Tuesday November 13, 2007
I am now three quarters of the way through teaching my philosophy course on consciousness, and I’m pleased to report that – as both hoped and anticipated – confusion and perplexity have broken out.
The more I think about it, the more puzzling the question What is consciousness? becomes. Famously, David Chalmers made a distinction between the easy problems of consciousness (for example, the nuts and bolts of colour perception, or the binding problem) and the hard problem of consciousness, which is how subjective experience can arise at all. Here’s what Chalmers writes on the subject [link here]:
It is undeniable that some organisms are subjects of experience. But the question of how it is that these systems are subjects of experience is perplexing. Why is it that when our cognitive systems engage in visual and auditory information-processing, we have visual or auditory experience: the quality of deep blue, the sensation of middle C? How can we explain why there is something it is like to entertain a mental image, or to experience an emotion? It is widely agreed that experience arises from a physical basis, but we have no good explanation of why and how it so arises. Why should physical processing give rise to a rich inner life at all? It seems objectively unreasonable that it should, and yet it does.
I wish I found it that straightforward. For me, the trouble begins before we even get to the hard problem. Let me try to explain as best I can. Consciousness is sometimes talked about as “what it is like” to be a particular thing. It is, we presume, like something to be me, or to be you, or a bat (even if I cannot know what it is like), although it isn’t like something, we are told, to be a park bench. But when I ask “what is it like to be me?” I’m flummoxed. I’m not even sure that the question makes sense. On the surface it seems a sensible enough question, but when I ask myself (as I have been doing) “What is it like to be me, just now?” I find that I really don’t have anything like a clear answer.
Sometimes, another tack is to talk about what the philosophers call qualia – the ineffable “thisness” of experience, the redness of red, the painfulness of pain, the chocolaty taste of hot chocolate – but qualia don’t seem to be doing the trick for me either. Qualia are often taken to be bleeding obvious – of course there is a kind of subjective thisness to the taste of chocolate – or, to put it more delicately, these curious qalia are said to be “clear and distinct”. But they don’t seem so. The more I poke and prod away at them, the less clear and the less distinct they become.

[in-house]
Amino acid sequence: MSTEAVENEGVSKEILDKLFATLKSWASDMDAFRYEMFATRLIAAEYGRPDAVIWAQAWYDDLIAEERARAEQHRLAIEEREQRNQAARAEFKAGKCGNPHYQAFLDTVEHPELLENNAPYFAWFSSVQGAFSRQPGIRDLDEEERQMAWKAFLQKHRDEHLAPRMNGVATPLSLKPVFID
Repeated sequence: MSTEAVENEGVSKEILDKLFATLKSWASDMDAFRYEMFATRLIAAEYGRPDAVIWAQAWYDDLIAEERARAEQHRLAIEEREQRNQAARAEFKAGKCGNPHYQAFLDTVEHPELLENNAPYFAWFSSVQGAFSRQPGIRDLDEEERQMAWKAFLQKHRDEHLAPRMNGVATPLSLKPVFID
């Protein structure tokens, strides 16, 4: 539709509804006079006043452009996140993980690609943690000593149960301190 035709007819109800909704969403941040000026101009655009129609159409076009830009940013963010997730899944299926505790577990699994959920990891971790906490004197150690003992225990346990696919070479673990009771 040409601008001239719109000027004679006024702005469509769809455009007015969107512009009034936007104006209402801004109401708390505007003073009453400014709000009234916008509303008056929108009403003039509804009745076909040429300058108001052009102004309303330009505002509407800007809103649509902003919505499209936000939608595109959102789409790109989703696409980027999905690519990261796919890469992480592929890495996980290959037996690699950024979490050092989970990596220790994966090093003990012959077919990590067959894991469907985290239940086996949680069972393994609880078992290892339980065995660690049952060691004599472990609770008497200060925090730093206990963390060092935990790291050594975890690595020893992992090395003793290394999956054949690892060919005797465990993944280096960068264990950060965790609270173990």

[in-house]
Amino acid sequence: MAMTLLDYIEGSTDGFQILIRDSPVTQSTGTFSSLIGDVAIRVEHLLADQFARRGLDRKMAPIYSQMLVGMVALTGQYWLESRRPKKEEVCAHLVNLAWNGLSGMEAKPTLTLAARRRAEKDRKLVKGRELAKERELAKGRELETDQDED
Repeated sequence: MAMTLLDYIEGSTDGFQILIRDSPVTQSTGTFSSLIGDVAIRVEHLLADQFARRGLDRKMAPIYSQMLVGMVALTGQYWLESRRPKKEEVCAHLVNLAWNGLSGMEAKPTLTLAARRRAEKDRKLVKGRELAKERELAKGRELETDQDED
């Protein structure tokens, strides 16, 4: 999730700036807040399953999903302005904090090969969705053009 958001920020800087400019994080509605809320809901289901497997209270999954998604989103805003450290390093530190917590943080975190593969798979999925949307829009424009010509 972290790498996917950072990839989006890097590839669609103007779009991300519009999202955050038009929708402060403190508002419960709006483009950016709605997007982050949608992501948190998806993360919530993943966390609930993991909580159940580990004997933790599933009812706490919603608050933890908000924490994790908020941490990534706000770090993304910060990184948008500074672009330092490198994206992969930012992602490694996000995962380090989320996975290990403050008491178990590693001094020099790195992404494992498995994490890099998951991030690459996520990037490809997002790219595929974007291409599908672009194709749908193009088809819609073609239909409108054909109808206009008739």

And this is the sticking point for me, I think. It is a question of what introspective attention lays bare. The more I play with questions about consciousness, the more I’m unsure of what the nature of this subjective experience is, and so the more I am unsure of whether there is, or is not, a hard problem in the sense that Chalmers means. Of course, I could be just being obtuse. Ask those who know me best: it’s been known to happen. But I don’t think it’s just a matter of me being obtuse, and despite my best efforts at trying to think through this stuff, at the moment perplexity is outweighing clarity.
So there you have it. Consciousness… what’s it all about? Don’t coming asking me for illumination. I can’t help you. Sure, I can probably witter away about it for hours on end about the subject. That’s precisely what I’ve been doing on this course, and it’s be good fun. But when it comes down to it, I don’t have a clue what I’m talking about. I have no idea what is going on. I’m utterly flummoxed.
In this sense, “consciousness” seems to me like those other grand labels such as “God” or “art”. People who bandy such terms about do so in the sincere conviction that what they are talking about is a Very Important Thing. They will do everything to defend the term, which can then become the seed for a hundred, hundred complex and mutually contested theories. But whether the Very Important Thing under discussion actually exists, in what sense it exists, and why its existence matters at all… well, these are rather different questions.
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